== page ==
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I happen to agree with others in this thread who think that ICC_max is a very likely candidate. (or at the very least the first setting to bring back to stock before figuring out the problem by tiral and error)
My hypothesis is that Vdroop is causing the actual instability issue, and I suspect reducing ICC_max is just a round about way to solve it. I'd be interested to find out what would happen if the people in the reddit thread bumped LLC up a level or 2 instead of limiting ICC_max. I think this probably would have also prevented stability issues during shader compilation. As would a sane temperature limit although that is pretty much just an alternative way to limit current.

The 307A limit for ICC_max is old news now, the new limit is 400A. New PL1=PL2=320W, but who enforces that anyway...
Which begs the question ...Why doesn't intel put the leash on their board partners default settings if they're going to officially support these kind of power limits with these extreme power delivery profiles?
 

Trovaricon

Member
Feb 28, 2015
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Today x86 CPUs are SoCs where most if not all ICs that could have affected performance at given settings are already integrated in the CPU package. Yet if you check the "motherboard reviews" you still see, same as with RAM reviews, that idea that light from $100 light might be "faster" that from the one bought many years ago from "$1 store" is given main focus to this day - tell me how is is possible that 5 boards running the same CPU and RAM settings exhibit different "I win internet points in benchmark xyz"?...
The only possible explanation is, that they are not actually running the same spec... or that some of the boards are actually faulty (e.g. signal integrity problem)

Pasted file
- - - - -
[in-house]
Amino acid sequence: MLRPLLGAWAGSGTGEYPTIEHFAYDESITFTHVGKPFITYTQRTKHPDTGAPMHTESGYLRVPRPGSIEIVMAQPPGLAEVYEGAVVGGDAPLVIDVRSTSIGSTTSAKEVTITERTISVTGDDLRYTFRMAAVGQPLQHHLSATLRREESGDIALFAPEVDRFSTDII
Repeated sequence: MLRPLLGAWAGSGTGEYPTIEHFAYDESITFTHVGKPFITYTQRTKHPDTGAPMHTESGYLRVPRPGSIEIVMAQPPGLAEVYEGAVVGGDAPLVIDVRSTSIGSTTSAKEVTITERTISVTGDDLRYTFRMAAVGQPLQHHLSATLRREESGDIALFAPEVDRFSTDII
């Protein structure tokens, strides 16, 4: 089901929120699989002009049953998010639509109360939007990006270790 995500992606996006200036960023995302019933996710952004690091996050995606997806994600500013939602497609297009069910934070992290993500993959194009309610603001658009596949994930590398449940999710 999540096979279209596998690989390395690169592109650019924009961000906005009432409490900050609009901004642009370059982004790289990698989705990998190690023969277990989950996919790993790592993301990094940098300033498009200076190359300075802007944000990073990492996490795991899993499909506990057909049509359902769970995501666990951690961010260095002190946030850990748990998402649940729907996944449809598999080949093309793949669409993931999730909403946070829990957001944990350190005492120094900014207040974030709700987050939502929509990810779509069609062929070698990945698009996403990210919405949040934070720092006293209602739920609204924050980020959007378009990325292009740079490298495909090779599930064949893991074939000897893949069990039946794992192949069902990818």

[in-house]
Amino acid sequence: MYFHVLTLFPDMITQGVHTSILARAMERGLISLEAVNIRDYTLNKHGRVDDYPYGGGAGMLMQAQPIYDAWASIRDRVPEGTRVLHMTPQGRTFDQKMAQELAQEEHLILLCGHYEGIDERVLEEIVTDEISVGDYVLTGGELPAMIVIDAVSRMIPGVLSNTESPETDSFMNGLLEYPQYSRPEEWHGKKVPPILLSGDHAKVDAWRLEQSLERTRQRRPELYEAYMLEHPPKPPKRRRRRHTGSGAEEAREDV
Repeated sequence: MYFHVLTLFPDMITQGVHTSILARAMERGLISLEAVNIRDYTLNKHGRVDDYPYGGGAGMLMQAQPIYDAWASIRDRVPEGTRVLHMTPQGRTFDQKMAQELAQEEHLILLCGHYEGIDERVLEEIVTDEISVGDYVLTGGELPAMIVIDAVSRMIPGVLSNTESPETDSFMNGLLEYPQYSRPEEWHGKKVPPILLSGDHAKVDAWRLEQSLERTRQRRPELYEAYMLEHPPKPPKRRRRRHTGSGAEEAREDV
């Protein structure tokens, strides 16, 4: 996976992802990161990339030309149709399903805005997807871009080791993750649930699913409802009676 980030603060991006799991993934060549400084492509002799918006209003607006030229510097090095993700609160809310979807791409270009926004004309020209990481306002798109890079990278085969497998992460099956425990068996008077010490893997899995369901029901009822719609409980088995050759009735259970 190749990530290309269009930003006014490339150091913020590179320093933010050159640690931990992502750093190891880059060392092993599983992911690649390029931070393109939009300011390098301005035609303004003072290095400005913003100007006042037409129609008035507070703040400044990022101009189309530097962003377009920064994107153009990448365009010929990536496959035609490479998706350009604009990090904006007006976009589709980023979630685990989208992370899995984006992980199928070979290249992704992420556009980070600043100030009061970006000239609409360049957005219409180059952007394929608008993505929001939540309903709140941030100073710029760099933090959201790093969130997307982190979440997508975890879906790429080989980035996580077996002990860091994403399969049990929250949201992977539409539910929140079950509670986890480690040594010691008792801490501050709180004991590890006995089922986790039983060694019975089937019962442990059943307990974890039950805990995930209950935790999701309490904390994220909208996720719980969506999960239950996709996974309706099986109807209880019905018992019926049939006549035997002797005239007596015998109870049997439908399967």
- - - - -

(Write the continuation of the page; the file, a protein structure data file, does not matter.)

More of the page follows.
We are way to many years past "lets compare boards with single channel DIMMs, dual channel and with nVidia, ATi, VIA, Intel and other vendors northbridges" which actually had different memory controllers. Or even different on-board L2/L3 cache (e.g. [Super] Socket 7), FSB speeds etc.
 

BFG10K

Lifer
Aug 14, 2000
22,694
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Water cooled, top-end thermal paste, undervolt, and a third party contact frame: still throttles. You have to delid all that to run properly.


The product isn't fit for purpose, plain and simple. Intel needs to be sued for false advertising and be forced to put a disclaimer on the box "warning, delidding required for correct operation".

I mean they're basically admitting themselves there's a problem:


Ship a defective product then charge $200 extra to "fix" it. Who could possibly defend this anti-consumer behavior? o_O

And still not a peep after they were "looking into" why their CPUs fail certain workloads. Much easier to just keep quiet rather than tell reviewers/board vendors to enforce PL1/PL2 and risk lower benchmark charts.
 
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BFG10K

Lifer
Aug 14, 2000
22,694
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Does anyone really think Intel will acknowledge the issue and tell board partners to enforce settings that'll lower benchmark charts? This is the same corporation that hid an industrial water chiller under the table during that Computex "demo". :rolleyes:
 

NTMBK

Lifer
Nov 14, 2011
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I remember the days when AMD were ruthlessly mocked for their 220W FX-9590, the last hurrah of Piledriver. "Space heater", people called it. And now this is just a normal and acceptable power limit for Intel's main CPU? What the hell happened?
 
Jul 27, 2020
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What the hell happened?
Zen 3. Then V-cache. Then Zen 4. Then V-cache of that too. By the time Zen 5 is done, reviewers may be recommending everyone to move to the South Pole to truly enjoy a top end Intel CPU without thermal throttling :D